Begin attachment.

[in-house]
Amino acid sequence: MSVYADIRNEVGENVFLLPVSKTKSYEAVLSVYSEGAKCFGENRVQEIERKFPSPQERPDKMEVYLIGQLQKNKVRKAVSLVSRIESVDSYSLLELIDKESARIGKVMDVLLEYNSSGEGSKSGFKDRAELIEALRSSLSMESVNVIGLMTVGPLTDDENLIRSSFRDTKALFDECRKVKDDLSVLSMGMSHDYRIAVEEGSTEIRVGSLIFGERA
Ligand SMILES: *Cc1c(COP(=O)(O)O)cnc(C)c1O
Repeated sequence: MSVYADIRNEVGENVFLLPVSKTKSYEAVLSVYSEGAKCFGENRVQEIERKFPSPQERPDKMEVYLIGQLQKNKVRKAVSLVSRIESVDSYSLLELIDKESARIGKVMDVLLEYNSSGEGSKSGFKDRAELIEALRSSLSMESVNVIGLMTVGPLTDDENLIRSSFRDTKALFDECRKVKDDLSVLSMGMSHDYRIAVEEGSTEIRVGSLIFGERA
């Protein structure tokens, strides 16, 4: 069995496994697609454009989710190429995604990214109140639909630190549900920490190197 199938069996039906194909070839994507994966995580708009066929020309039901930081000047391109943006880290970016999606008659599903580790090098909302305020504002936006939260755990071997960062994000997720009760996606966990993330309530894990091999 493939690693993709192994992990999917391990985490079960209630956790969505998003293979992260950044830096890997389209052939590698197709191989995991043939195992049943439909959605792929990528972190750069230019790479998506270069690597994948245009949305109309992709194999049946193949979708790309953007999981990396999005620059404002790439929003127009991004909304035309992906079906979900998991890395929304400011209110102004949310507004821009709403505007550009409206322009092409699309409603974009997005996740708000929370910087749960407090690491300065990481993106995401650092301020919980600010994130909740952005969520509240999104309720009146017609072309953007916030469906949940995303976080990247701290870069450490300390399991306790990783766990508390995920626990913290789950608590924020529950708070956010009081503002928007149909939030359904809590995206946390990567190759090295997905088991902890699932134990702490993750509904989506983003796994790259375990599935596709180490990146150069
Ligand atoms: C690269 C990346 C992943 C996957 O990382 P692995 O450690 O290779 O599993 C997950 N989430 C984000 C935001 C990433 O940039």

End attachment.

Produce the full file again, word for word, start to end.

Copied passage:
[in-house]
Amino acid sequence: MSVYADIRNEVGENVFLLPVSKTKSYEAVLSVYSEGAKCFGENRVQEIERKFPSPQERPDKMEVYLIGQLQKNKVRKAVSLVSRIESVDSYSLLELIDKESARIGKVMDVLLEYNSSGEGSKSGFKDRAELIEALRSSLSMESVNVIGLMTVGPLTDDENLIRSSFRDTKALFDECRKVKDDLSVLSMGMSHDYRIAVEEGSTEIRVGSLIFGERA
Ligand SMILES: *Cc1c(COP(=O)(O)O)cnc(C)c1O
Repeated sequence: MSVYADIRNEVGENVFLLPVSKTKSYEAVLSVYSEGAKCFGENRVQEIERKFPSPQERPDKMEVYLIGQLQKNKVRKAVSLVSRIESVDSYSLLELIDKESARIGKVMDVLLEYNSSGEGSKSGFKDRAELIEALRSSLSMESVNVIGLMTVGPLTDDENLIRSSFRDTKALFDECRKVKDDLSVLSMGMSHDYRIAVEEGSTEIRVGSLIFGERA
């Protein structure tokens, strides 16, 4: 069995496994697609454009989710190429995604990214109140639909630190549900920490190197 199938069996039906194909070839994507994966995580708009066929020309039901930081000047391109943006880290970016999606008659599903580790090098909302305020504002936006939260755990071997960062994000997720009760996606966990993330309530894990091999 493939690693993709192994992990999917391990985490079960209630956790969505998003293979992260950044830096890997389209052939590698197709191989995991043939195992049943439909959605792929990528972190750069230019790479998506270069690597994948245009949305109309992709194999049946193949979708790309953007999981990396999005620059404002790439929003127009991004909304035309992906079906979900998991890395929304400011209110102004949310507004821009709403505007550009409206322009092409699309409603974009997005996740708000929370910087749960407090690491300065990481993106995401650092301020919980600010994130909740952005969520509240999104309720009146017609072309953007916030469906949940995303976080990247701290870069450490300390399991306790990783766990508390995920626990913290789950608590924020529950708070956010009081503002928007149909939030359904809590995206946390990567190759090295997905088991902890699932134990702490993750509904989506983003796994790259375990599935596709180490990146150069
Ligand atoms: C690269 C990346 C992943 C996957 O990382 P692995 O450690 O290779 O599993 C997950 N989430 C984000 C935001 C990433 O940039």